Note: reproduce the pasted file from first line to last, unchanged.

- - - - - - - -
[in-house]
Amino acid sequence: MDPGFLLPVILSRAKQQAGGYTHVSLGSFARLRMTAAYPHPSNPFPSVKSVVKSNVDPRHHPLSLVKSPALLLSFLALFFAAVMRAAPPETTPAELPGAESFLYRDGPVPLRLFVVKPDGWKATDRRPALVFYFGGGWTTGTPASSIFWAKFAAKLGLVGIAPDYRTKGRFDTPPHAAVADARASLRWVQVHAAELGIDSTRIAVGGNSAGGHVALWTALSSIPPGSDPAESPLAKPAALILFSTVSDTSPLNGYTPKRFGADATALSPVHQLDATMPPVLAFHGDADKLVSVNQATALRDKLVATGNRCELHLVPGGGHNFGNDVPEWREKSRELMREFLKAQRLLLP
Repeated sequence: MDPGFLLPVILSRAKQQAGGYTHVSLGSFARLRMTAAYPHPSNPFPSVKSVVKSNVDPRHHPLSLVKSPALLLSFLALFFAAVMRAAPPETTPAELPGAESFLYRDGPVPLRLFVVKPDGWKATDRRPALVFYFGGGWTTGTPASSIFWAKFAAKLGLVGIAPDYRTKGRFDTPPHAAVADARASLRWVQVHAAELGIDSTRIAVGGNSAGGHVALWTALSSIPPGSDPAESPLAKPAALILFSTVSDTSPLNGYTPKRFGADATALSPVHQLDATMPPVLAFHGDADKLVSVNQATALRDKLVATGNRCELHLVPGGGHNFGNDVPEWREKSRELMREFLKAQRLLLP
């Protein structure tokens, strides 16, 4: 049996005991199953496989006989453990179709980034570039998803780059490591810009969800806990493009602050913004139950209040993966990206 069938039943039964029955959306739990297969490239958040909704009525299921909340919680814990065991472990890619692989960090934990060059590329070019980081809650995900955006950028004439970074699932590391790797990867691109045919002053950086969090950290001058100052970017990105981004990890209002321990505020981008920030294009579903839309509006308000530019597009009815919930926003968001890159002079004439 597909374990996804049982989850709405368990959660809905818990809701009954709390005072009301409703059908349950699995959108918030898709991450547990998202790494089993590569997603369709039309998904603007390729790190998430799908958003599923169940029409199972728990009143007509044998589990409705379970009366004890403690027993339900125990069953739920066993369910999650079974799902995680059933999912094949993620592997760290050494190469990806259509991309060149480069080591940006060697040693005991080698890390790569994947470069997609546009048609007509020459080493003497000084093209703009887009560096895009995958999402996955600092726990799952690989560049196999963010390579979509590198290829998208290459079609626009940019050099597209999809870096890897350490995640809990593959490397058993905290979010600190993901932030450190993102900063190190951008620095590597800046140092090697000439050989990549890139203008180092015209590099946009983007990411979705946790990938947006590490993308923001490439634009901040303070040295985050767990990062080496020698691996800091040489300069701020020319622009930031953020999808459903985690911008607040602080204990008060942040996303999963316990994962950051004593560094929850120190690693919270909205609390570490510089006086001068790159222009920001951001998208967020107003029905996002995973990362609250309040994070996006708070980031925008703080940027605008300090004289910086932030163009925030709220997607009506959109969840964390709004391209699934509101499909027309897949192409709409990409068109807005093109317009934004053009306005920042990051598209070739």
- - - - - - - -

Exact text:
[in-house]
Amino acid sequence: MDPGFLLPVILSRAKQQAGGYTHVSLGSFARLRMTAAYPHPSNPFPSVKSVVKSNVDPRHHPLSLVKSPALLLSFLALFFAAVMRAAPPETTPAELPGAESFLYRDGPVPLRLFVVKPDGWKATDRRPALVFYFGGGWTTGTPASSIFWAKFAAKLGLVGIAPDYRTKGRFDTPPHAAVADARASLRWVQVHAAELGIDSTRIAVGGNSAGGHVALWTALSSIPPGSDPAESPLAKPAALILFSTVSDTSPLNGYTPKRFGADATALSPVHQLDATMPPVLAFHGDADKLVSVNQATALRDKLVATGNRCELHLVPGGGHNFGNDVPEWREKSRELMREFLKAQRLLLP
Repeated sequence: MDPGFLLPVILSRAKQQAGGYTHVSLGSFARLRMTAAYPHPSNPFPSVKSVVKSNVDPRHHPLSLVKSPALLLSFLALFFAAVMRAAPPETTPAELPGAESFLYRDGPVPLRLFVVKPDGWKATDRRPALVFYFGGGWTTGTPASSIFWAKFAAKLGLVGIAPDYRTKGRFDTPPHAAVADARASLRWVQVHAAELGIDSTRIAVGGNSAGGHVALWTALSSIPPGSDPAESPLAKPAALILFSTVSDTSPLNGYTPKRFGADATALSPVHQLDATMPPVLAFHGDADKLVSVNQATALRDKLVATGNRCELHLVPGGGHNFGNDVPEWREKSRELMREFLKAQRLLLP
């Protein structure tokens, strides 16, 4: 049996005991199953496989006989453990179709980034570039998803780059490591810009969800806990493009602050913004139950209040993966990206 069938039943039964029955959306739990297969490239958040909704009525299921909340919680814990065991472990890619692989960090934990060059590329070019980081809650995900955006950028004439970074699932590391790797990867691109045919002053950086969090950290001058100052970017990105981004990890209002321990505020981008920030294009579903839309509006308000530019597009009815919930926003968001890159002079004439 597909374990996804049982989850709405368990959660809905818990809701009954709390005072009301409703059908349950699995959108918030898709991450547990998202790494089993590569997603369709039309998904603007390729790190998430799908958003599923169940029409199972728990009143007509044998589990409705379970009366004890403690027993339900125990069953739920066993369910999650079974799902995680059933999912094949993620592997760290050494190469990806259509991309060149480069080591940006060697040693005991080698890390790569994947470069997609546009048609007509020459080493003497000084093209703009887009560096895009995958999402996955600092726990799952690989560049196999963010390579979509590198290829998208290459079609626009940019050099597209999809870096890897350490995640809990593959490397058993905290979010600190993901932030450190993102900063190190951008620095590597800046140092090697000439050989990549890139203008180092015209590099946009983007990411979705946790990938947006590490993308923001490439634009901040303070040295985050767990990062080496020698691996800091040489300069701020020319622009930031953020999808459903985690911008607040602080204990008060942040996303999963316990994962950051004593560094929850120190690693919270909205609390570490510089006086001068790159222009920001951001998208967020107003029905996002995973990362609250309040994070996006708070980031925008703080940027605008300090004289910086932030163009925030709220997607009506959109969840964390709004391209699934509101499909027309897949192409709409990409068109807005093109317009934004053009306005920042990051598209070739």